Also, if you created/maintain your own website, do a client spotlight once a month or so. Have a link to their website, a write-up about them and their business, why you chose them etc. Just make sure that it is okay with your client first.

In conclusion, once you start making a comfortable living doing the business of your choice, don’t forget your current clients. If it wasn’t for them, you wouldn’t be where you are today.

Posted in business, Customer Service | Tagged: , , , | 1 Comment »

Credit Cards, Identity Theft and Customer Service, Oh My!

Posted by collinsadmin on October 20, 2007

With the fears of identity theft, credit card fraud and the ever dwindling good customer services issues facing our technological world today, I thought I would take a moment and tell you about an experience I had on Thursday.

I was in the process of making a purchase online for some virus scan software that has won numerous awards and is highly acclaimed.  The purchase was for roughly $65.00, not a huge amount by any means. I go through the whole process of making this purchase (of course making sure that the site is an https site)and it’s not completely processed on my computer screen yet when I get a phone call. To my amazement, it was my credit card company calling me to make sure that this was a legitimate purchase. I was like wow! that was quick. 

So once I go through all the questions they have to ask me such as, purchase amount, company name, security code etc I thanked the lady for making the phone call and verifying my information. It made me fill good that they were watching out for my best interests.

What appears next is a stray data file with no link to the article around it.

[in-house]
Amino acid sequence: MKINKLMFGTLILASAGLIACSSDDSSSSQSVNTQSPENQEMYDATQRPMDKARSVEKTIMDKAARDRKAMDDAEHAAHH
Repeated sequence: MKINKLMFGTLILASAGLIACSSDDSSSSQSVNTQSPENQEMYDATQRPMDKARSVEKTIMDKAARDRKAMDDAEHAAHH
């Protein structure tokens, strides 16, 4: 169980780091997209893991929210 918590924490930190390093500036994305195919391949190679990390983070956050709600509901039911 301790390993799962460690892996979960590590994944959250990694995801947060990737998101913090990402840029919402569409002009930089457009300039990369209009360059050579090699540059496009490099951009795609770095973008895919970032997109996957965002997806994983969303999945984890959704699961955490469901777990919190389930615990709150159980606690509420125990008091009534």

Now some would argue that they are not watching out for your best interest but for the interests of the company because fraud and identity theft cost businesses billions of dollars each year. You know what, there ulterior motives are fine as long as they are protecting me from identity theft and fraud all while giving me good customer service.

You always hear in business that in order to get clients (consumers) you need to help them understand the WIIFM (what’s in it for me) aspect of doing business with you. In my opinion, their trying to help themselves by verifying purchases is also helping their customers.

Can you imagine what my life would be like if somebody really had my card and made that purchase or an even bigger purchase and my CC company didn’t call me to verify it.  It would take me months, maybe even years to regain my credit and my identity back because I didn’t get the option of stopping the charge before it went through.

 This credit card company has now captured my continued loyalty to their business.  Notice what a little bit of good customer service has accomplished and if they do this for every consumer, I guarantee people will think twice before switching their company.